Friday, September 20, 2013 6:00 AM by Marina
The weekend before giving birth to my first child, I was in the audience of a hypnotist show. (In my defence we were having dinner at the local surf club and he was the entertainment that followed.)

The hypnotist chose three men to join him on stage. After what seemed like only a few seconds of mind-talking, the three guys were completely under his spell. To be sure, he made them run around making stupid animal noises. To be frank, that didn't convince me. Not in your average surf club.

The piece de resistance came when he decided they should simulate childbirth. He told them they were nine months pregnant and the contractions were starting. It was as though they had been shot at close range in the kneecaps. The screaming was wild and piercing. I closed my eyes, as the very suggestion made me feel a tightness across the middle. I was, after all, eight and a bit months' pregnant. With eyes shut, the yelling sounded like what I imagined a full labour ward might.

Next he told them the baby was crowning. I started to feel subtle twinges at that suggestion. I would later discover that this was the beginning of my actual contractions. The men on stage were bellowing. I honestly had never heard anything like it, and haven't since. One of them started swearing. I had to stand up and go for a walk.

I returned a couple of minutes later to inform my husband that I needed to go home. All of this simulated birth stuff was making me feel extremely uncomfortable physically. As we departed the men were giving birth. Anyone walking by would have been excused for thinking that people were being murdered en masse in the surf club that night. It was truly ugly.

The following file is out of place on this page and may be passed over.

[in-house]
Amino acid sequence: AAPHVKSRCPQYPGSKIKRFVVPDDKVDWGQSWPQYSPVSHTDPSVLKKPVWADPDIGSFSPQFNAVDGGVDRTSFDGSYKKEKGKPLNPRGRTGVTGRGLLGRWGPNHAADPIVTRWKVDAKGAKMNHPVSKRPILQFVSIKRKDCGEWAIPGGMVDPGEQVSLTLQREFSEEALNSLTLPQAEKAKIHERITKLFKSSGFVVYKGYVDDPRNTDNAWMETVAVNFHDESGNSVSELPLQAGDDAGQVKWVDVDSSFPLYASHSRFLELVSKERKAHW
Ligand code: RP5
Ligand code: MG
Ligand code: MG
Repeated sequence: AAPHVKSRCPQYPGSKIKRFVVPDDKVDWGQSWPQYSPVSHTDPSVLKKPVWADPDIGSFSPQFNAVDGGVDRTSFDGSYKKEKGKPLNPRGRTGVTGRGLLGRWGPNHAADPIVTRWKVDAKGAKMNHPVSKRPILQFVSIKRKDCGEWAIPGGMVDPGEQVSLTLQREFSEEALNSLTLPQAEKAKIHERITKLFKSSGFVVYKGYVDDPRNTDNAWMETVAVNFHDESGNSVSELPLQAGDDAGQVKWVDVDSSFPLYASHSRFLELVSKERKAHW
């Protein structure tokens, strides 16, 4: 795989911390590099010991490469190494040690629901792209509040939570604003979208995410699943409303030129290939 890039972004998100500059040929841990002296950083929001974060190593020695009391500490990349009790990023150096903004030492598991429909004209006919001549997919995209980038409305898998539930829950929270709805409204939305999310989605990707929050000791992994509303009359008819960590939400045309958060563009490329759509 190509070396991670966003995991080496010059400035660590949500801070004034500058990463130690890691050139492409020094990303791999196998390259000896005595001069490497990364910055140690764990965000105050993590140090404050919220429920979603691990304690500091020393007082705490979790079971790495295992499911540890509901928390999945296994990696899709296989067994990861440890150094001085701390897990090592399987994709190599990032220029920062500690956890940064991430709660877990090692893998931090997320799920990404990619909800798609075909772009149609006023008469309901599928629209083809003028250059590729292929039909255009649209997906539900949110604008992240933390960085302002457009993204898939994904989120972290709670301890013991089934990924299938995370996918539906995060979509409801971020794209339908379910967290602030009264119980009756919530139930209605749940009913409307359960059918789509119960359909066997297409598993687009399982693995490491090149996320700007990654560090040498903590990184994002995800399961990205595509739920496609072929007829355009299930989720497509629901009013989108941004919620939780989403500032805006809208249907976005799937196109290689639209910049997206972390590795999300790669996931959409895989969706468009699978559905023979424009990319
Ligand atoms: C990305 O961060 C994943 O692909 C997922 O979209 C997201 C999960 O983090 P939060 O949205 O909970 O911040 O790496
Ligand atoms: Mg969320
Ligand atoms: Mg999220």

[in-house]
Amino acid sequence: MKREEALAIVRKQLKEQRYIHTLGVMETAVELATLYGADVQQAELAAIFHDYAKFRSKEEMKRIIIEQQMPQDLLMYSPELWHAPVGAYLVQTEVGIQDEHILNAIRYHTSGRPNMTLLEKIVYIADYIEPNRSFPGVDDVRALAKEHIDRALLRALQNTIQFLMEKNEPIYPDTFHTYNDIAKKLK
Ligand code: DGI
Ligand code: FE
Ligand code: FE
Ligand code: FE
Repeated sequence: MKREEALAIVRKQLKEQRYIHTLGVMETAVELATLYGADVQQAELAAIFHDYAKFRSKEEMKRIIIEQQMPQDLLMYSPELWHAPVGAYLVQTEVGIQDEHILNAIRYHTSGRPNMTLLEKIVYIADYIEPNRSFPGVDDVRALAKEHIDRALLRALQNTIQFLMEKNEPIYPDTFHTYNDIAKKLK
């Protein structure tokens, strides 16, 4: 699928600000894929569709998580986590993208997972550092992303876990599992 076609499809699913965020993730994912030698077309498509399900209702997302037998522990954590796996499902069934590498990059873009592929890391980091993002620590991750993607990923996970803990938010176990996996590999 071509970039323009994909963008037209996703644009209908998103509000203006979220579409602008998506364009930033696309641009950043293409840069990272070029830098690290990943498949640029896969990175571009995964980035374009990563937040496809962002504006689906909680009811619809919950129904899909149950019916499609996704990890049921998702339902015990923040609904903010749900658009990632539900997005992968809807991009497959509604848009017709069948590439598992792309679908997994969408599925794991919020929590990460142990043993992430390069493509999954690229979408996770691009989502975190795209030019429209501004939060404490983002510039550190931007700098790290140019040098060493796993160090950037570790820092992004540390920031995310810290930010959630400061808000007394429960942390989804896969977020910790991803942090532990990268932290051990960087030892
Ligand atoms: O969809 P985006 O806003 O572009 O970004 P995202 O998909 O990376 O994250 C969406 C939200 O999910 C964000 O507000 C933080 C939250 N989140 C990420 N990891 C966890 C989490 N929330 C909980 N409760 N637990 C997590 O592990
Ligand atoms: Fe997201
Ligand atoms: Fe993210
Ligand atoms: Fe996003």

As we walked the five minutes along the street to our home I began to reflect on what lay ahead for me. I was already terrified of childbirth and had experienced a couple of
panic attacks at the very thought.

(Tip: anyone who hasn't experienced childbirth and plans to should probably stop reading now.)

Childbirth was the single most physically painful event in my life to date. My first child was a forceps delivery from hell. Five hours after witnessing three grown men reduced to gibbering masses of pain while simulating childbirth, and four weeks ahead of plan, I was in labour. My husband drove me to the hospital where I immediately asked to be given every drug imaginable. At that point it was more fear of the pain I had witnessed the evening before than actual real pain. I figured that a pre-emptive drug strike would avoid that seeming hell.

There is no doubt that when the full force of the late contractions kicked in it was more pain than I ever hoped to have to bear. But the midwives wouldn't give me drugs; I hadn't started to wail apparently. She told me I was tough and could deal with the pain at that point.

When it became evident that the baby needed to come out, and quickly, I was told I had missed the opportunity for an epidural. So I was given a local injection (I did warn you) and forceps were used. I looked across at my husband who had turned a whiter shade of pale and was asking for gas, to ensure he was ok.

I am sure that I screamed and moaned during the delivery because the experience was a living hell. But I am also 100% certain that I never once reached the decibel levels of the three men at the surf club who never actually had to expel another person from their body and never will.

So my tolerance for man-pain is pretty low. Which is unfortunate for my poor husband who has been in pain all week with a pinched nerve running down his arm. I can't help but consider the 'moaning to possible pain ratio' relative to the four days that I had to sit on a donut post childbirth popping heavy-duty painkillers.

Is it just me?

By Marina Go